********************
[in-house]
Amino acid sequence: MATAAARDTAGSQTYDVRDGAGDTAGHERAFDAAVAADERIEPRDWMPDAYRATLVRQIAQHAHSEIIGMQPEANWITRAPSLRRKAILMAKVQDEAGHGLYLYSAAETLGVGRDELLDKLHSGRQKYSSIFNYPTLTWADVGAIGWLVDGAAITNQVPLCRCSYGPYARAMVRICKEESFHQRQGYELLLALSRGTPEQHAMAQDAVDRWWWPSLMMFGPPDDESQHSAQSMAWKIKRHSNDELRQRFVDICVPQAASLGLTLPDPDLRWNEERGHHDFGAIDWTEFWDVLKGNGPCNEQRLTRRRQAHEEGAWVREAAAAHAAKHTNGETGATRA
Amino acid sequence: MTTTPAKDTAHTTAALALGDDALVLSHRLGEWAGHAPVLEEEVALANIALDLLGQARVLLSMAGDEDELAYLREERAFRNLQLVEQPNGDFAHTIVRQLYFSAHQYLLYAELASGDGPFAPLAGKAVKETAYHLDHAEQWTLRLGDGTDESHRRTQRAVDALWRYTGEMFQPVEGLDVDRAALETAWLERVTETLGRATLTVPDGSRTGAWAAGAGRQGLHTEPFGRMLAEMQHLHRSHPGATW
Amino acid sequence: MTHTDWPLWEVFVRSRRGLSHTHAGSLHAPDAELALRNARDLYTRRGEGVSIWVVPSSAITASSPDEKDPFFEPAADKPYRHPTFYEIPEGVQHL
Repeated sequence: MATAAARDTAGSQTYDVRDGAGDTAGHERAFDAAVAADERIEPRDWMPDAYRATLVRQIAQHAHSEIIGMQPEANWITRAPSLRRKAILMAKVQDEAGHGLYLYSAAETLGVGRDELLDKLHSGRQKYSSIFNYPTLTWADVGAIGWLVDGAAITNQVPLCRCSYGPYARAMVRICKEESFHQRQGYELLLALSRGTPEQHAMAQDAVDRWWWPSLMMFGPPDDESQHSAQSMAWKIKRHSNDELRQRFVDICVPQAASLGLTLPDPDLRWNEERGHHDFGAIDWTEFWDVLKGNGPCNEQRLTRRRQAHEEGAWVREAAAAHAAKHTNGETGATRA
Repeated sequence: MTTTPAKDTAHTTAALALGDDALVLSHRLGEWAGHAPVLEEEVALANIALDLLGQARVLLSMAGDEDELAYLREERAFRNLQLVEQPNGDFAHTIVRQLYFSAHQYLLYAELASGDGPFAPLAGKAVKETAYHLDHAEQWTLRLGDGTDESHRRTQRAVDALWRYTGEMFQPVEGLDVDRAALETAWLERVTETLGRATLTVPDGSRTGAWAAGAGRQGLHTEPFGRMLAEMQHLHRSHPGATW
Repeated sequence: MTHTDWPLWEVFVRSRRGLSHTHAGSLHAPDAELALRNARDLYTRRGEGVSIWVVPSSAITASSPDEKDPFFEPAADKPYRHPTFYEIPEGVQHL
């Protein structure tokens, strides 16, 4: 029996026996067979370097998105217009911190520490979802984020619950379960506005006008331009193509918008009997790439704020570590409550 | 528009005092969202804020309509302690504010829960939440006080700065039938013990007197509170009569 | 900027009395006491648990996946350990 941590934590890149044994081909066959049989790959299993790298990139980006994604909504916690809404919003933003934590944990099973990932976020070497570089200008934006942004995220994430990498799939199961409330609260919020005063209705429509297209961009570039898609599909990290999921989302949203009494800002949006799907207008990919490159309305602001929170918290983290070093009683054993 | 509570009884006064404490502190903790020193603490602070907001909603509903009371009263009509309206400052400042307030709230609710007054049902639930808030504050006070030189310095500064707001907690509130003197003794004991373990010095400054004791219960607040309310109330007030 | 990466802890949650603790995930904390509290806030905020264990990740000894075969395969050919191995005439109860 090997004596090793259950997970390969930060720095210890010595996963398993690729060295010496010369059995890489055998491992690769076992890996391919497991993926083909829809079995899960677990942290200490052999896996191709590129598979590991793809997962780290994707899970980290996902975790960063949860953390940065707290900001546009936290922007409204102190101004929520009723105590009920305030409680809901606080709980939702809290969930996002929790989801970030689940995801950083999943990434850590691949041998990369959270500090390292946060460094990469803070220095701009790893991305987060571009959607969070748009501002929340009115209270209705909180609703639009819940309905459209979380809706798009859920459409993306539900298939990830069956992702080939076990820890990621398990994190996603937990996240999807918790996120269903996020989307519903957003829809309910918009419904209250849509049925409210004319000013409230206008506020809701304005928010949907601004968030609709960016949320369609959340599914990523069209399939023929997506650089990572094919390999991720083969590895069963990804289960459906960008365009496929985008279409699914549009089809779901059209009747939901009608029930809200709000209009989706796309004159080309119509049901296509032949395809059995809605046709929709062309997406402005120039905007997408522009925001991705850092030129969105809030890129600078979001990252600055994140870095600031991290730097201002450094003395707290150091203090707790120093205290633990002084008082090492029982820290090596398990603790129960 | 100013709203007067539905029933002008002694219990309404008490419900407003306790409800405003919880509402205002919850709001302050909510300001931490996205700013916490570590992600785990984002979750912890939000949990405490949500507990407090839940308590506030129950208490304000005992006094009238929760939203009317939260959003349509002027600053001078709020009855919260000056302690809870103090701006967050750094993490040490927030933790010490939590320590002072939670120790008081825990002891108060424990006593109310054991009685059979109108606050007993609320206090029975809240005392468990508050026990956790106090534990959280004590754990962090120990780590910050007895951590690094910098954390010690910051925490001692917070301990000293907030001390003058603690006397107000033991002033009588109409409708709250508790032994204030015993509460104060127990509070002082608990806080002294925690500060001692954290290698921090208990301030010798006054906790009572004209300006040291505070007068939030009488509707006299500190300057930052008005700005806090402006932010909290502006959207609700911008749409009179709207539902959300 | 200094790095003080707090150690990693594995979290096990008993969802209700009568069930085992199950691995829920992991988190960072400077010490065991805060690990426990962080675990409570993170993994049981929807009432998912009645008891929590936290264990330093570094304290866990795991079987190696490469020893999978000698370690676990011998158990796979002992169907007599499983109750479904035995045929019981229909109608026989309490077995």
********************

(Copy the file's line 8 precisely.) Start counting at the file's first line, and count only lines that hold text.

């Protein structure tokens, strides 16, 4: 029996026996067979370097998105217009911190520490979802984020619950379960506005006008331009193509918008009997790439704020570590409550 | 528009005092969202804020309509302690504010829960939440006080700065039938013990007197509170009569 | 900027009395006491648990996946350990 941590934590890149044994081909066959049989790959299993790298990139980006994604909504916690809404919003933003934590944990099973990932976020070497570089200008934006942004995220994430990498799939199961409330609260919020005063209705429509297209961009570039898609599909990290999921989302949203009494800002949006799907207008990919490159309305602001929170918290983290070093009683054993 | 509570009884006064404490502190903790020193603490602070907001909603509903009371009263009509309206400052400042307030709230609710007054049902639930808030504050006070030189310095500064707001907690509130003197003794004991373990010095400054004791219960607040309310109330007030 | 990466802890949650603790995930904390509290806030905020264990990740000894075969395969050919191995005439109860 090997004596090793259950997970390969930060720095210890010595996963398993690729060295010496010369059995890489055998491992690769076992890996391919497991993926083909829809079995899960677990942290200490052999896996191709590129598979590991793809997962780290994707899970980290996902975790960063949860953390940065707290900001546009936290922007409204102190101004929520009723105590009920305030409680809901606080709980939702809290969930996002929790989801970030689940995801950083999943990434850590691949041998990369959270500090390292946060460094990469803070220095701009790893991305987060571009959607969070748009501002929340009115209270209705909180609703639009819940309905459209979380809706798009859920459409993306539900298939990830069956992702080939076990820890990621398990994190996603937990996240999807918790996120269903996020989307519903957003829809309910918009419904209250849509049925409210004319000013409230206008506020809701304005928010949907601004968030609709960016949320369609959340599914990523069209399939023929997506650089990572094919390999991720083969590895069963990804289960459906960008365009496929985008279409699914549009089809779901059209009747939901009608029930809200709000209009989706796309004159080309119509049901296509032949395809059995809605046709929709062309997406402005120039905007997408522009925001991705850092030129969105809030890129600078979001990252600055994140870095600031991290730097201002450094003395707290150091203090707790120093205290633990002084008082090492029982820290090596398990603790129960 | 100013709203007067539905029933002008002694219990309404008490419900407003306790409800405003919880509402205002919850709001302050909510300001931490996205700013916490570590992600785990984002979750912890939000949990405490949500507990407090839940308590506030129950208490304000005992006094009238929760939203009317939260959003349509002027600053001078709020009855919260000056302690809870103090701006967050750094993490040490927030933790010490939590320590002072939670120790008081825990002891108060424990006593109310054991009685059979109108606050007993609320206090029975809240005392468990508050026990956790106090534990959280004590754990962090120990780590910050007895951590690094910098954390010690910051925490001692917070301990000293907030001390003058603690006397107000033991002033009588109409409708709250508790032994204030015993509460104060127990509070002082608990806080002294925690500060001692954290290698921090208990301030010798006054906790009572004209300006040291505070007068939030009488509707006299500190300057930052008005700005806090402006932010909290502006959207609700911008749409009179709207539902959300 | 200094790095003080707090150690990693594995979290096990008993969802209700009568069930085992199950691995829920992991988190960072400077010490065991805060690990426990962080675990409570993170993994049981929807009432998912009645008891929590936290264990330093570094304290866990795991079987190696490469020893999978000698370690676990011998158990796979002992169907007599499983109750479904035995045929019981229909109608026989309490077995």